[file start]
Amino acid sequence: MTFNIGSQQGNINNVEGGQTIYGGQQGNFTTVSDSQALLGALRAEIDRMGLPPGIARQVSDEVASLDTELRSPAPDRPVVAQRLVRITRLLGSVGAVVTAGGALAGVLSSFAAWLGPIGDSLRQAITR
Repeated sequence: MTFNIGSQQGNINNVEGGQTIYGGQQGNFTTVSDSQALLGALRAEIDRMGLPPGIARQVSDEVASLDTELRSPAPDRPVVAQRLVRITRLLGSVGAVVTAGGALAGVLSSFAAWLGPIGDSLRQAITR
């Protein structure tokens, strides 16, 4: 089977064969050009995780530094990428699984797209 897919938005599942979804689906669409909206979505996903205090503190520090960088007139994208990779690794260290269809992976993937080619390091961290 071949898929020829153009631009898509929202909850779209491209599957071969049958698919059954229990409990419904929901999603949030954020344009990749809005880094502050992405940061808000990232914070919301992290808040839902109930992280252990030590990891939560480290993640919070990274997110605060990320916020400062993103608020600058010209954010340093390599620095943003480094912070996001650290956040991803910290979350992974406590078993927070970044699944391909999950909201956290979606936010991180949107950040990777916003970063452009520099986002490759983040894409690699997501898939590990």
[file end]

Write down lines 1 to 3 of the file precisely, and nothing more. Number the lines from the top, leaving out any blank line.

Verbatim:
Amino acid sequence: MTFNIGSQQGNINNVEGGQTIYGGQQGNFTTVSDSQALLGALRAEIDRMGLPPGIARQVSDEVASLDTELRSPAPDRPVVAQRLVRITRLLGSVGAVVTAGGALAGVLSSFAAWLGPIGDSLRQAITR
Repeated sequence: MTFNIGSQQGNINNVEGGQTIYGGQQGNFTTVSDSQALLGALRAEIDRMGLPPGIARQVSDEVASLDTELRSPAPDRPVVAQRLVRITRLLGSVGAVVTAGGALAGVLSSFAAWLGPIGDSLRQAITR
């Protein structure tokens, strides 16, 4: 089977064969050009995780530094990428699984797209 897919938005599942979804689906669409909206979505996903205090503190520090960088007139994208990779690794260290269809992976993937080619390091961290 071949898929020829153009631009898509929202909850779209491209599957071969049958698919059954229990409990419904929901999603949030954020344009990749809005880094502050992405940061808000990232914070919301992290808040839902109930992280252990030590990891939560480290993640919070990274997110605060990320916020400062993103608020600058010209954010340093390599620095943003480094912070996001650290956040991803910290979350992974406590078993927070970044699944391909999950909201956290979606936010991180949107950040990777916003970063452009520099986002490759983040894409690699997501898939590990």